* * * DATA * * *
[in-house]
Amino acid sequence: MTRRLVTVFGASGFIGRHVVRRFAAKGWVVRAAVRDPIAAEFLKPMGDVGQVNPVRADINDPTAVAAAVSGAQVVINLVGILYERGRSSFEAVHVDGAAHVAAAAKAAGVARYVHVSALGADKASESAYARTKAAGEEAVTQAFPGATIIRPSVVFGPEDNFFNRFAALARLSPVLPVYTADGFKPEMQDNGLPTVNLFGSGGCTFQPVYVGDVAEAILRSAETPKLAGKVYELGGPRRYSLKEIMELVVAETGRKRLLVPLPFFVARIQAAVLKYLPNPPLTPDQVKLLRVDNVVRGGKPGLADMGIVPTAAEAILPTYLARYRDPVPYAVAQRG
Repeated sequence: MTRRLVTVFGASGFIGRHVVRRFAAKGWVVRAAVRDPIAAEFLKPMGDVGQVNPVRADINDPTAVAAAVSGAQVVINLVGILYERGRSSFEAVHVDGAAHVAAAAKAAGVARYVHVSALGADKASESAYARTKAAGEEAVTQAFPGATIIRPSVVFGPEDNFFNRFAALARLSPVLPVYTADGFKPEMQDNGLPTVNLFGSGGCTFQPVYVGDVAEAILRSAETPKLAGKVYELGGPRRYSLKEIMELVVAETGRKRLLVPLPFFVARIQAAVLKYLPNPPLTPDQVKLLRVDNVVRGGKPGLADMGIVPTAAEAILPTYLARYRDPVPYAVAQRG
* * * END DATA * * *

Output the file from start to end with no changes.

[in-house]
Amino acid sequence: MTRRLVTVFGASGFIGRHVVRRFAAKGWVVRAAVRDPIAAEFLKPMGDVGQVNPVRADINDPTAVAAAVSGAQVVINLVGILYERGRSSFEAVHVDGAAHVAAAAKAAGVARYVHVSALGADKASESAYARTKAAGEEAVTQAFPGATIIRPSVVFGPEDNFFNRFAALARLSPVLPVYTADGFKPEMQDNGLPTVNLFGSGGCTFQPVYVGDVAEAILRSAETPKLAGKVYELGGPRRYSLKEIMELVVAETGRKRLLVPLPFFVARIQAAVLKYLPNPPLTPDQVKLLRVDNVVRGGKPGLADMGIVPTAAEAILPTYLARYRDPVPYAVAQRG
Repeated sequence: MTRRLVTVFGASGFIGRHVVRRFAAKGWVVRAAVRDPIAAEFLKPMGDVGQVNPVRADINDPTAVAAAVSGAQVVINLVGILYERGRSSFEAVHVDGAAHVAAAAKAAGVARYVHVSALGADKASESAYARTKAAGEEAVTQAFPGATIIRPSVVFGPEDNFFNRFAALARLSPVLPVYTADGFKPEMQDNGLPTVNLFGSGGCTFQPVYVGDVAEAILRSAETPKLAGKVYELGGPRRYSLKEIMELVVAETGRKRLLVPLPFFVARIQAAVLKYLPNPPLTPDQVKLLRVDNVVRGGKPGLADMGIVPTAAEAILPTYLARYRDPVPYAVAQRG